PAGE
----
Strand of Oaks - Hard Love - Albums - Reviews - Soundblab

Strand of Oaks - Hard Love

by Steve Ricciutti Rating:5 Release Date:2017-02-17

Strand of Oaks, the band project of musician and producer Tim Showalter, is ready to release their fifth album, Hard Love. The new effort features an interesting and purposeful blend of heartland guitar rock, stark and raw reflection, and trippy Floyd-esque soundscapes enveloped in a loose and rough-edged package. Giving voice to the musical smorgasbord are lyrics that generate feelings of world-weary introspection, nostalgia, and painful memories.

“Cry” certainly fits one of those descriptors; a whisper of a song, mere piano and breathy voice, taking the unusual perspective of the one who inflicted the pain instead of the victim. It’s a nice twist on the heartbreak ballad, as lump-in-the-throat generating as Johnny Cash’s interpretation of “Hurt.”

“Radio Kids,” a rollicking bit of rear view mirror reflection on the days when radio wielded far more influence, and “Rest of It” are two of the more immediate numbers on the album; loud, fast, and, in the case of the latter, careening on the edge with wicked guitar punctuation.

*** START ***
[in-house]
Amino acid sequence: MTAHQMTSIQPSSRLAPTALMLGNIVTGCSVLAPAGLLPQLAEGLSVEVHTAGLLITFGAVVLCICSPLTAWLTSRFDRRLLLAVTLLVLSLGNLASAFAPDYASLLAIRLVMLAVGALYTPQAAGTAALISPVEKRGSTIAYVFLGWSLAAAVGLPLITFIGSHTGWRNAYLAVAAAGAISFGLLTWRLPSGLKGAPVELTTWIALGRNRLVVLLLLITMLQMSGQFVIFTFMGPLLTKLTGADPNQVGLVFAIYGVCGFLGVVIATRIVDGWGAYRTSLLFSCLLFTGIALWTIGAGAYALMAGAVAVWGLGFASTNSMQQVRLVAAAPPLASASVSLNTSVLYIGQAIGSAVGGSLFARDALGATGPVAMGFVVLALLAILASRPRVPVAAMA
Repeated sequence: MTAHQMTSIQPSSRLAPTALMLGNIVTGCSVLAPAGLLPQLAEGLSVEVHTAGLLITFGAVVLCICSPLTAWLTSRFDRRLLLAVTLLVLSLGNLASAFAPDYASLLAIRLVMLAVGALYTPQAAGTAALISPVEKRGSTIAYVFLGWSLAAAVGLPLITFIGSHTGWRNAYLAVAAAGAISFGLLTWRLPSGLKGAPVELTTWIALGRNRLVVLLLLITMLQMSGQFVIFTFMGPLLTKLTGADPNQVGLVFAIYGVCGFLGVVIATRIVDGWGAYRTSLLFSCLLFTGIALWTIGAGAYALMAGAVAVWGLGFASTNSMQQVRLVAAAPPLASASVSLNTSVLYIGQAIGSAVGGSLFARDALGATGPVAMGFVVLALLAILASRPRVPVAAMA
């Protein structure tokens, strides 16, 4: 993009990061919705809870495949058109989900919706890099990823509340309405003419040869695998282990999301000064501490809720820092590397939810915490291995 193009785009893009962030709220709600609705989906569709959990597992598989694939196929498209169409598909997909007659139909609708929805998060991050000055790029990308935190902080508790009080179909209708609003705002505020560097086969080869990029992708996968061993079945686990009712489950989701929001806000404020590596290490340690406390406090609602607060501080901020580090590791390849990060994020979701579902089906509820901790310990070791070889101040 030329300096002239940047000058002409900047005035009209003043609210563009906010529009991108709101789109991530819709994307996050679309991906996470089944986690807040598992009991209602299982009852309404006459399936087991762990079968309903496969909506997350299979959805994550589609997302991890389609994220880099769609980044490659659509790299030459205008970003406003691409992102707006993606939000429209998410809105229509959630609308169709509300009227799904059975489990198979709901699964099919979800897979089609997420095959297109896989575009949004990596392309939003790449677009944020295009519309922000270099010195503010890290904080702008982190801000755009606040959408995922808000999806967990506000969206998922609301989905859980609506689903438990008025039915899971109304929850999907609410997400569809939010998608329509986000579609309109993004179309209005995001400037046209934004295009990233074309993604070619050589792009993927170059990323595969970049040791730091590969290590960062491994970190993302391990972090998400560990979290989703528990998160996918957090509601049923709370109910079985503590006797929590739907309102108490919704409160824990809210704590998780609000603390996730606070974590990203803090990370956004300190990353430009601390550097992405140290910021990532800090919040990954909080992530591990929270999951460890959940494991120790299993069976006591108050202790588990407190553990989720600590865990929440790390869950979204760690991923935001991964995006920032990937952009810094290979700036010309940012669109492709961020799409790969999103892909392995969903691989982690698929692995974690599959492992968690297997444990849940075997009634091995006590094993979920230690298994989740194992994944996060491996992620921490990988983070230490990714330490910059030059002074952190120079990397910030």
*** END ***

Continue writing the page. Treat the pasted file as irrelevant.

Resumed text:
There are some bits on here that don’t quite work, such as “On the Hill,” a song that would seem to work better with a firmer hand than this album’s thematic approach, thus tightening things up instead of wallowing in excess. Another is the finale, a self-indulgent bit of psychedelic epiphany with the apt title, “Taking Acid and Talking to My Brother” (his brother had a brush with death during the process of making this album). Topically, it seems like a great idea, but falls short in execution.

It’s important to note that Showalter wanted to embrace a lot of different sounds on this album, and he achieved that goal. Whether it makes a comprehensively satisfying listen is another thing altogether. Since his songs come from a deeply personal place, maybe he doesn’t really give a fuck what anyone else thinks. Cheers to integrity, I guess.

Comments (3)

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Some good tracks on here but I agree there's a few that kind of drift off.

This comment was minimized by the moderator on the site

Ha. That's a funny conclusion. I met Showalter as a SB writer in Boston 2014 and he was a genuinely good bloke. Seeing him live, he did wring the heartland emotion a bit much. A bit cloying, but I think sincere. Album sounds alright.

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Definitely sincere, perhaps to the point of being a bit naive.

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